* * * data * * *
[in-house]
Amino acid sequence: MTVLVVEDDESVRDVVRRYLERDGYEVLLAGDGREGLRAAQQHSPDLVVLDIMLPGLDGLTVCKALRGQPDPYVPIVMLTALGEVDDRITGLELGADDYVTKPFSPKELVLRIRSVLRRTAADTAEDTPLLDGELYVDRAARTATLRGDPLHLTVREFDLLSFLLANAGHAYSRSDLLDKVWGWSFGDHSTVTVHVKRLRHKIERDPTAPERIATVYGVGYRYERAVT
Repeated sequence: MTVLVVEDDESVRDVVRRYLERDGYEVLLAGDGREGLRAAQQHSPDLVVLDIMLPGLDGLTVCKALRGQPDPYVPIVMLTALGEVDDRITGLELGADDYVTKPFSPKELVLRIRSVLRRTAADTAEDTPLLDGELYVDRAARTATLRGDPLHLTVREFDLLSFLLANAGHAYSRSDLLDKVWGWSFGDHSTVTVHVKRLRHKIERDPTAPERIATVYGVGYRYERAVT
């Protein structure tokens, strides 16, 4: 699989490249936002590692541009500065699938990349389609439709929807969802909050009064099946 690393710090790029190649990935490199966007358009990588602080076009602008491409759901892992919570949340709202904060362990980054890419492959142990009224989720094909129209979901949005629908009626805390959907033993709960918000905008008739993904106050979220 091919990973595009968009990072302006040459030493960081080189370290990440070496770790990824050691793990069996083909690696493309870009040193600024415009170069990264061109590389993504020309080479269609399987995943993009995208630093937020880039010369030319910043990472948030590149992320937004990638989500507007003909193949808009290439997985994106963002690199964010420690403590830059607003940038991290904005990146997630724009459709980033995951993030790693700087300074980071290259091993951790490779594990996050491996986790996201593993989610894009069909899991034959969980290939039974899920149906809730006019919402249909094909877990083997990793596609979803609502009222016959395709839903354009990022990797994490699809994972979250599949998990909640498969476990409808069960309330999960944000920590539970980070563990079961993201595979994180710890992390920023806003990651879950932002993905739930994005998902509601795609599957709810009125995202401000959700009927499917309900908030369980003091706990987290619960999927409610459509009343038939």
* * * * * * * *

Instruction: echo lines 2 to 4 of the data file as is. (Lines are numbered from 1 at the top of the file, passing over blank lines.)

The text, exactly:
Amino acid sequence: MTVLVVEDDESVRDVVRRYLERDGYEVLLAGDGREGLRAAQQHSPDLVVLDIMLPGLDGLTVCKALRGQPDPYVPIVMLTALGEVDDRITGLELGADDYVTKPFSPKELVLRIRSVLRRTAADTAEDTPLLDGELYVDRAARTATLRGDPLHLTVREFDLLSFLLANAGHAYSRSDLLDKVWGWSFGDHSTVTVHVKRLRHKIERDPTAPERIATVYGVGYRYERAVT
Repeated sequence: MTVLVVEDDESVRDVVRRYLERDGYEVLLAGDGREGLRAAQQHSPDLVVLDIMLPGLDGLTVCKALRGQPDPYVPIVMLTALGEVDDRITGLELGADDYVTKPFSPKELVLRIRSVLRRTAADTAEDTPLLDGELYVDRAARTATLRGDPLHLTVREFDLLSFLLANAGHAYSRSDLLDKVWGWSFGDHSTVTVHVKRLRHKIERDPTAPERIATVYGVGYRYERAVT
């Protein structure tokens, strides 16, 4: 699989490249936002590692541009500065699938990349389609439709929807969802909050009064099946 690393710090790029190649990935490199966007358009990588602080076009602008491409759901892992919570949340709202904060362990980054890419492959142990009224989720094909129209979901949005629908009626805390959907033993709960918000905008008739993904106050979220 091919990973595009968009990072302006040459030493960081080189370290990440070496770790990824050691793990069996083909690696493309870009040193600024415009170069990264061109590389993504020309080479269609399987995943993009995208630093937020880039010369030319910043990472948030590149992320937004990638989500507007003909193949808009290439997985994106963002690199964010420690403590830059607003940038991290904005990146997630724009459709980033995951993030790693700087300074980071290259091993951790490779594990996050491996986790996201593993989610894009069909899991034959969980290939039974899920149906809730006019919402249909094909877990083997990793596609979803609502009222016959395709839903354009990022990797994490699809994972979250599949998990909640498969476990409808069960309330999960944000920590539970980070563990079961993201595979994180710890992390920023806003990651879950932002993905739930994005998902509601795609599957709810009125995202401000959700009927499917309900908030369980003091706990987290619960999927409610459509009343038939």